On the chest there is a painted vulture pectoral, and underneath there are a series of transvers and longitudinal white bands with hieroglyphic texts. The inscriptions are part of the traditional offering formula for the deceased, the so-called “hetep-di-nisu” text (#2). The text names the prenomen, or throne name (#3) and nomen, or birth name (#4) of Amenhotep I.
The interior of this coffin is covered with a thick layer of black varnish or resinous material. This is not visible in this three-dimensional model of the coffin. However, along the exterior sides of the lid and case of the coffin, one can see the drips of fresh black varnish/resin as the two pieces were manipulated and moved to apply this material. Finally, along the sides of the case, there are wadjet eyes depicted at the shoulders, followed by three divine figures on the left and right sides of the case. These figures are likely meant to represent the Four Sons of Horus and the god Thoth. These are all heavily faded today, but see if you can spot them in the model! (Hint: the black corselets of the divine figures are the most obvious feature of these faded images).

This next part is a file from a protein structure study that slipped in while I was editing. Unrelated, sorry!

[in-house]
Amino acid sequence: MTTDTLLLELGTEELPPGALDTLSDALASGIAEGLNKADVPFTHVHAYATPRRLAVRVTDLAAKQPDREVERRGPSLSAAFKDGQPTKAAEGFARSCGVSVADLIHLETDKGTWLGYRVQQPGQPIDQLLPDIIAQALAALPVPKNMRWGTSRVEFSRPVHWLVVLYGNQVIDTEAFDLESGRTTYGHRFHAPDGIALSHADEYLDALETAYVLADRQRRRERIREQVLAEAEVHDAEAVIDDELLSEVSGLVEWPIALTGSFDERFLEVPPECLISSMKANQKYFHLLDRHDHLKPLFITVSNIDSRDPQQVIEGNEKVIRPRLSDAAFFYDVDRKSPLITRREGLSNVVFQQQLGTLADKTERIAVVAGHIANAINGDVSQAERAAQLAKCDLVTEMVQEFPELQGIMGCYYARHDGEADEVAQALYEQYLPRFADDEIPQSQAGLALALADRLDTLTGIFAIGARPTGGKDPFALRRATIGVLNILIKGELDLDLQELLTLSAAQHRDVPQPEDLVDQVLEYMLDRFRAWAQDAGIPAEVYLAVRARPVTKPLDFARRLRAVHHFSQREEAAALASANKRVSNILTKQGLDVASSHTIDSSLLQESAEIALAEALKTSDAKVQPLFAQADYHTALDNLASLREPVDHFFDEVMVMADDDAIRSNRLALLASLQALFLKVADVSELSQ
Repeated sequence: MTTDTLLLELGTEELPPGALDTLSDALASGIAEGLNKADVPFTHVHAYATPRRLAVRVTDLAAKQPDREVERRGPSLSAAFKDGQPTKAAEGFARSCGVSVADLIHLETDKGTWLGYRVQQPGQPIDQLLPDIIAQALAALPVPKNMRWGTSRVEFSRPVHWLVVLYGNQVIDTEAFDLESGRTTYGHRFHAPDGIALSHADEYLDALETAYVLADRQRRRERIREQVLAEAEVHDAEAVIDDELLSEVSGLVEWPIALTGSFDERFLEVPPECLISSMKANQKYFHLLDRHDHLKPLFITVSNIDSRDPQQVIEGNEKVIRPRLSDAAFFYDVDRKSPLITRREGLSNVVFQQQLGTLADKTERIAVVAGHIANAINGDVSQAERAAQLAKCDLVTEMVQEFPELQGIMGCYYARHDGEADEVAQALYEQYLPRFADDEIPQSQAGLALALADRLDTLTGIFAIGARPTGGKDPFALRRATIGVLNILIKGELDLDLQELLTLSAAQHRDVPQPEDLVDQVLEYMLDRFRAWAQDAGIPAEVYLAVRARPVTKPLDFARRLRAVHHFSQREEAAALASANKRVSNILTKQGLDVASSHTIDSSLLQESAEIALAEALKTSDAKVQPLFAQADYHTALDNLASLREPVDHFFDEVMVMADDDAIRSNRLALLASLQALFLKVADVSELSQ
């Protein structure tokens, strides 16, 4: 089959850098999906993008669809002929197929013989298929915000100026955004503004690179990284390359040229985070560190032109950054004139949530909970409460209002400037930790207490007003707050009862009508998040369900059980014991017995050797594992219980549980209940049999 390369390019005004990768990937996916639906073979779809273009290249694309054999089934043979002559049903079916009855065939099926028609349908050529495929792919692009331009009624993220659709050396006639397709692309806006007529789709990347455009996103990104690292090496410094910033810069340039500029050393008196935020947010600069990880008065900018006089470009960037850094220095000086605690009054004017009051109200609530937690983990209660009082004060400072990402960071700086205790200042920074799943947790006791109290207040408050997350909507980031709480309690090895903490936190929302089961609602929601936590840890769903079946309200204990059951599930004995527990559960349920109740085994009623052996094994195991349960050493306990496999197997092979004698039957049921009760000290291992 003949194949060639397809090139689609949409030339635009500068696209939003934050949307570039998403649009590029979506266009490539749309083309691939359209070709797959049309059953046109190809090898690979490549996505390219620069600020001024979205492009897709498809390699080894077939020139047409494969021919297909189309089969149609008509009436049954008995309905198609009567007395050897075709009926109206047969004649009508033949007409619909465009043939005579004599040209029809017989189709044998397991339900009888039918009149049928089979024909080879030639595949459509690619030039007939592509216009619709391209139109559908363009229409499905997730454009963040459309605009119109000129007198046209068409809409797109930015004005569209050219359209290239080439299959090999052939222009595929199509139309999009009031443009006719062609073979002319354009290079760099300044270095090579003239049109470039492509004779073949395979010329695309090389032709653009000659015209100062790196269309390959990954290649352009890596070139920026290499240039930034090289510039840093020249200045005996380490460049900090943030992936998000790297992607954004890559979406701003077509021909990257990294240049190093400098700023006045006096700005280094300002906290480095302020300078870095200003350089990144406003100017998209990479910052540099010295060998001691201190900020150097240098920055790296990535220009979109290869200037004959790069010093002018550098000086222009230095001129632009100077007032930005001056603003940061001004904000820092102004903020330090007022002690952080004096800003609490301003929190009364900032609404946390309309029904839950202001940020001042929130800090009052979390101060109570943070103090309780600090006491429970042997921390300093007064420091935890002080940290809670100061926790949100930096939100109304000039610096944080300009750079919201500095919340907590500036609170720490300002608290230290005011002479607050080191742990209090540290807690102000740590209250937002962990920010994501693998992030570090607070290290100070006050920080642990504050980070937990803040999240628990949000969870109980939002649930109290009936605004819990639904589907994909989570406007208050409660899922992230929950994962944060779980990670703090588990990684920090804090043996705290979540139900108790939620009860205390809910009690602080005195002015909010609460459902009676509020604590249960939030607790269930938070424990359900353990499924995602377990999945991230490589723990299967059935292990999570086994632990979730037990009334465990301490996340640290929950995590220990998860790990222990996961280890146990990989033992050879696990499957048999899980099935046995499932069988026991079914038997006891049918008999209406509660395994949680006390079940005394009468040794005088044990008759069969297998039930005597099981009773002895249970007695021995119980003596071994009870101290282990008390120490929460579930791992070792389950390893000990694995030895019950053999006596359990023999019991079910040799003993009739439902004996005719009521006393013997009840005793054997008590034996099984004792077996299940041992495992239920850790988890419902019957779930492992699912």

It is unclear to Egyptologists whether this was the original burial-container of Amenhotep I, or (more likely) a private 18th Dynasty coffin that was re-processed and re-used for the king’s burial. The preserved decoration is paralleled on other known royal coffins (such as that of Thutmose I, reused for Panedjem I (CG 61025), making it difficult to use the decorative motifs as the only factor to determinate if this was a royal or private coffin. What is certain, however, is that this coffin was carefully processed over and re-worked by the ancient craftsmen in order to rebury the remains of Amenhotep I, a highly-respected predecessor who had become a patron deity of the West Bank of Thebes by the end of the New Kingdom.
The Coffin of Amenhotep I was part of the University of California, Los Angeles Coffins Project at the Egyptian Museum in Cairo. The project was directed by Kara Cooney and supported with funding from ARCE’s AEF grant.